On Jan. 6, teachers all over the country watched the events unfolding in our nation’s capital and wondered what to tell the kids at school the next day. On social media, just as during the Black Lives Matter protests in the spring, people argued about whether or not teachers should even be discussing current events in their classrooms. Some said that politics don’t belong in the classroom, that teachers should stick to teaching the curriculum.
In the classroom, when we remain silent is just as important as when and how we choose to speak. The stories we read, the voices we amplify and the policies we uphold all affect our students greatly. When we welcome the outside world into our classrooms, we bear witness to the issues and concerns in the hearts and minds of children. We can educate our students responsibly and ethically by providing developmentally appropriate instruction that is both truthful and hopeful.
To do this, we need to collectively challenge some of our well-worn instructional practices. It is obvious that despite all the demands we currently face, we need to make the time to discuss major events in the world around us. We have an amazing array of virtual museums and anti-racist education resources at our fingertips. Whether we use Passport to Social Studies, WeTeachNYC, Civics for All, Project Soapbox or the Social Studies Scope and Sequence, we can help students develop a better understanding of both the world and their place in it. Let’s do that by using the world around us to teach in a way that invites critical thinking, draws on multiple perspectives and reflects who we are in the 21st century.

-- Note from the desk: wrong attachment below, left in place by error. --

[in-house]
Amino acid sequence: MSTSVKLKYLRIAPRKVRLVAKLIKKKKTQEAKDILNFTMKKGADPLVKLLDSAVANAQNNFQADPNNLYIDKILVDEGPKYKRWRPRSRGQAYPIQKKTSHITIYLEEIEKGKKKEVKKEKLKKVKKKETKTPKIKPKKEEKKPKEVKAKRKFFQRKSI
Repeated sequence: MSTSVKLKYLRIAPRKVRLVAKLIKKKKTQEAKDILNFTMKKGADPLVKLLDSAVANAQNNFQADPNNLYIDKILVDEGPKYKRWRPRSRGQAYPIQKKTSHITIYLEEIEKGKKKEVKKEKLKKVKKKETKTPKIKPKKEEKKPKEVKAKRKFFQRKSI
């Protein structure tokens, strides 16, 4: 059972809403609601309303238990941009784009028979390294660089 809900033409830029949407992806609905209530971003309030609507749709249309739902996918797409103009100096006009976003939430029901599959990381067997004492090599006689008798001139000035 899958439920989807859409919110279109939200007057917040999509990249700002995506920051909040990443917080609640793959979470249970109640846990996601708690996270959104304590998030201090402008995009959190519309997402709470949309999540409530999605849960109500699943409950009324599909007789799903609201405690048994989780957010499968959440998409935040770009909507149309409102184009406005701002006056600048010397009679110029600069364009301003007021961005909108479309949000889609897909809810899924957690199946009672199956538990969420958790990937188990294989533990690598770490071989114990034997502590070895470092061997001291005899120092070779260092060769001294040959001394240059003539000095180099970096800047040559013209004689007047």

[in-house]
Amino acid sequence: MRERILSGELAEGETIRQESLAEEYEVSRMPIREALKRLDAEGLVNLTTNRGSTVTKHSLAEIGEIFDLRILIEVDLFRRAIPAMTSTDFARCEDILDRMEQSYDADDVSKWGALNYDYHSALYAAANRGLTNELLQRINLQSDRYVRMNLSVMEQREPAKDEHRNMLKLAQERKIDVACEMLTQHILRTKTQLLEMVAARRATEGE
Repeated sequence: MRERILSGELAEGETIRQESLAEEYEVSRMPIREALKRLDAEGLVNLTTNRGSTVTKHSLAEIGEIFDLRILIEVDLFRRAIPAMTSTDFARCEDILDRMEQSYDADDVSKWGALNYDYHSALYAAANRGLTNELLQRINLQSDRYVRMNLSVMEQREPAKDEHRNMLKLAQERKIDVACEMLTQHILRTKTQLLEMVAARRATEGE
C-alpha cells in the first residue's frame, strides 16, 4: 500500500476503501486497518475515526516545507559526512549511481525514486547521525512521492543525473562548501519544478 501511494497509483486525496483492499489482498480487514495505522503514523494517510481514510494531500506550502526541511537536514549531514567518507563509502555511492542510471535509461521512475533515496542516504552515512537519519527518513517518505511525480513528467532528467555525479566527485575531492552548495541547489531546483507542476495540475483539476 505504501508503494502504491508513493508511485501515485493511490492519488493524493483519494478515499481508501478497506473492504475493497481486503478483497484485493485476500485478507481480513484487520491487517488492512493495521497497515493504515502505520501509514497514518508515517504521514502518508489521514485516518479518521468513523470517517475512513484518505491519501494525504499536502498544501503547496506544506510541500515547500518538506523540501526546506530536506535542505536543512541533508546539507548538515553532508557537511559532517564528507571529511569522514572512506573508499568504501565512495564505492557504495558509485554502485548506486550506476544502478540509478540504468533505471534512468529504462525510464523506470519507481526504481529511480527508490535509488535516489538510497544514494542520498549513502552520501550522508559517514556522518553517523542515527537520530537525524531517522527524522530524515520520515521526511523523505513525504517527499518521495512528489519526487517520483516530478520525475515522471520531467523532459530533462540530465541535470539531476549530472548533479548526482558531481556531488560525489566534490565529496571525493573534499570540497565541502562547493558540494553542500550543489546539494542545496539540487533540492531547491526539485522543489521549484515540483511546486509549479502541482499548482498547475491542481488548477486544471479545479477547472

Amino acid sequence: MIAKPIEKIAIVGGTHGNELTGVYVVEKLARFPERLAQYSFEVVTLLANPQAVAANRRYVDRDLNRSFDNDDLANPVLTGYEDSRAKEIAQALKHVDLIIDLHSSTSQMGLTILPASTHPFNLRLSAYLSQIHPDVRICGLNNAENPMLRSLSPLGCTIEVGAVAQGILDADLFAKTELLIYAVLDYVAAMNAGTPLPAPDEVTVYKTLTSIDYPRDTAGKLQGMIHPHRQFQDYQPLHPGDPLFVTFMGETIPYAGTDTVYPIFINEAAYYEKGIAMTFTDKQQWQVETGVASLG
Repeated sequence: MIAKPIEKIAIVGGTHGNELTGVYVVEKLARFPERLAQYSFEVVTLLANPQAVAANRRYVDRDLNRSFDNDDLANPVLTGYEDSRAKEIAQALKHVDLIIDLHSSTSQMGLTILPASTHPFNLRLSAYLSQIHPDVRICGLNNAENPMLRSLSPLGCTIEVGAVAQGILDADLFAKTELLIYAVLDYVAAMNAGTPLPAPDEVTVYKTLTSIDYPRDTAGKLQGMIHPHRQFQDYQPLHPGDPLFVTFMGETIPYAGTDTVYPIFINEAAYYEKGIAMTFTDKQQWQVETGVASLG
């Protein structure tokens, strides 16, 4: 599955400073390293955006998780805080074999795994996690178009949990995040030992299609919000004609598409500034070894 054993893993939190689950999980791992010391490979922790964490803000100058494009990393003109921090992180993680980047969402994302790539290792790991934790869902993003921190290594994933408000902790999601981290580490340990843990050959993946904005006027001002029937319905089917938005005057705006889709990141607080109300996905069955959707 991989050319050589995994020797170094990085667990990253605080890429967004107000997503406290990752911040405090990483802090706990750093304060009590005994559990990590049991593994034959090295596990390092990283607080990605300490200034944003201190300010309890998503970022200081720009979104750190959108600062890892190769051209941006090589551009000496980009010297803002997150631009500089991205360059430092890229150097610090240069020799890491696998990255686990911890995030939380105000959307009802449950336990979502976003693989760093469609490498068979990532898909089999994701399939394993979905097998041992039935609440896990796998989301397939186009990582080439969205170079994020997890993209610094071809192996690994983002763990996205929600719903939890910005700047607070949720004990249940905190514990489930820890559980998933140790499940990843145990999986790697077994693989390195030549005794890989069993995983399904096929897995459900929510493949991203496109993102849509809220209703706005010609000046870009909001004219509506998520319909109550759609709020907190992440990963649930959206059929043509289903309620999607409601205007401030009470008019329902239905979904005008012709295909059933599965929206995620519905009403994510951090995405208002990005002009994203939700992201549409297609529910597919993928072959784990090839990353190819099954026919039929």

Don’t know where to start? Making connections is a key skill that can be taught by layering sources of information. Choose a photograph, a video and a text all about the same topic. Start with a see-think-wonder exercise: Ask students to describe what they see in the photograph and then ask them what they think is happening and what it makes them wonder. Follow with the video to explain background information and lastly, use a text for deeper analysis.
Teaching compare and contrast? Tell stories. For example, talk about Robert Smalls, the formerly enslaved man who commandeered a Confederate ship and sailed himself and 17 passengers to freedom, returned to South Carolina, served five terms in the U.S. House of Representatives and bought the house he was once enslaved in. Pair his story with that of John Lewis, who, after being beaten by police on a freedom march, went on to serve 17 terms in the U.S. House of Representatives. In 2020, his funeral procession retraced the Selma bridge Lewis crossed 55 years ago, as he was mourned as a national hero. Lastly, invite students to research a modern-day freedom fighter who is alive today.
We empower our students by creating opportunities to engage with real-world, relevant topics. In January, it was an insurrection and impeachment; in February, Black History Month; in March, women who changed the world. Now is not the time to wait for mandates. History is constantly unfolding in front of us. Let’s use the news to teach today!
For teaching resources for your own classroom, see the UFT's Teaching about Race and Social Justice page.